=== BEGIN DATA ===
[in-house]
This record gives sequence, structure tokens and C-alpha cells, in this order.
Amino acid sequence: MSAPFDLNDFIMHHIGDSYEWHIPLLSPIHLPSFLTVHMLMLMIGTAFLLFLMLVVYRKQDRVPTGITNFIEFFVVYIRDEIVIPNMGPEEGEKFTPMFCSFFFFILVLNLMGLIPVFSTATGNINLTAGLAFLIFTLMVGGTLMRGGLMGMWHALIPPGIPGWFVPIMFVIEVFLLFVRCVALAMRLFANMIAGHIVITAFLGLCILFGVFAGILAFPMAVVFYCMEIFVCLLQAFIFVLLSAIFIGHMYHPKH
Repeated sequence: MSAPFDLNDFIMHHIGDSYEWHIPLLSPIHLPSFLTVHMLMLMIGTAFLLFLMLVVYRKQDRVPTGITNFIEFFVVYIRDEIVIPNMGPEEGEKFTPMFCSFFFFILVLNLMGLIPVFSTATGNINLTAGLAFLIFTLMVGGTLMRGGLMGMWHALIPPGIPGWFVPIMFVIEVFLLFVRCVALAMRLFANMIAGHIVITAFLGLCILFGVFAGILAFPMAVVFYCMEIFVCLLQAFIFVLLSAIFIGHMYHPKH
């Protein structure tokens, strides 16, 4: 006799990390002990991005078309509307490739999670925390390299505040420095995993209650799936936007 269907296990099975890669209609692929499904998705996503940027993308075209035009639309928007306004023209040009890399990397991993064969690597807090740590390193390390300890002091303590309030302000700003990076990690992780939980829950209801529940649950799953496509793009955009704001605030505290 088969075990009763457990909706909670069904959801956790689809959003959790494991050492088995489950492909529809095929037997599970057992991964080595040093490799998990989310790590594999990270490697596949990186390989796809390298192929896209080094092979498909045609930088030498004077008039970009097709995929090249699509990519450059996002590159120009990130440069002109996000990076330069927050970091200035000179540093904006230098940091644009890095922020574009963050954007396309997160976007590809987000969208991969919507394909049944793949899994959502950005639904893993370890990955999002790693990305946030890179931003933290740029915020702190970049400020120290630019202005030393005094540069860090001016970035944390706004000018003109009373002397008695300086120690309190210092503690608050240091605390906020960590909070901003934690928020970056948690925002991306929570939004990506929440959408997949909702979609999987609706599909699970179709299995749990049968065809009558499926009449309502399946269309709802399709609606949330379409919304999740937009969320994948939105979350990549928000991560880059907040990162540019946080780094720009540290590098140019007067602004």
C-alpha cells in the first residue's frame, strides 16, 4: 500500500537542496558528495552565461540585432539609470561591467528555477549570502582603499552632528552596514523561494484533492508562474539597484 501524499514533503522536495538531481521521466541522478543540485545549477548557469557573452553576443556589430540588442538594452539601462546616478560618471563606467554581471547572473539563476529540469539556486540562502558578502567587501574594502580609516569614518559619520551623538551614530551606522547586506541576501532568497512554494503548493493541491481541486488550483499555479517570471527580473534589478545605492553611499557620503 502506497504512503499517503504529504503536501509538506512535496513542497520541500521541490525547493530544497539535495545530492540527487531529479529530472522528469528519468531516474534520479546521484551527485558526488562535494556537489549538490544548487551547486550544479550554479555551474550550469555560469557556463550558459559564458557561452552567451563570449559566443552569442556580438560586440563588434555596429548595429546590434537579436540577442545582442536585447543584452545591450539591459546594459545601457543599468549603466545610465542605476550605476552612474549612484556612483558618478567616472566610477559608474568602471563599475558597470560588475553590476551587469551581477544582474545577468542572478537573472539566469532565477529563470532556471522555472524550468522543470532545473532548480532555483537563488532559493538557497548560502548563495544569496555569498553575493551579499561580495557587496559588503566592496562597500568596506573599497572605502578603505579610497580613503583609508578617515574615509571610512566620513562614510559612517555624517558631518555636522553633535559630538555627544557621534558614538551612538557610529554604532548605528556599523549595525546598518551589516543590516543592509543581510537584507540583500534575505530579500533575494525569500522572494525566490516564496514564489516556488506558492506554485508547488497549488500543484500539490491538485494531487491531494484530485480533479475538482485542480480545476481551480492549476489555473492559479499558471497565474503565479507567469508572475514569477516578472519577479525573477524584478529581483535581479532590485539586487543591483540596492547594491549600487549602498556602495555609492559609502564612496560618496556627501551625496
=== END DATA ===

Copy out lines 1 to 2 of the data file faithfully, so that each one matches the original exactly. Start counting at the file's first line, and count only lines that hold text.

[in-house]
This record gives sequence, structure tokens and C-alpha cells, in this order.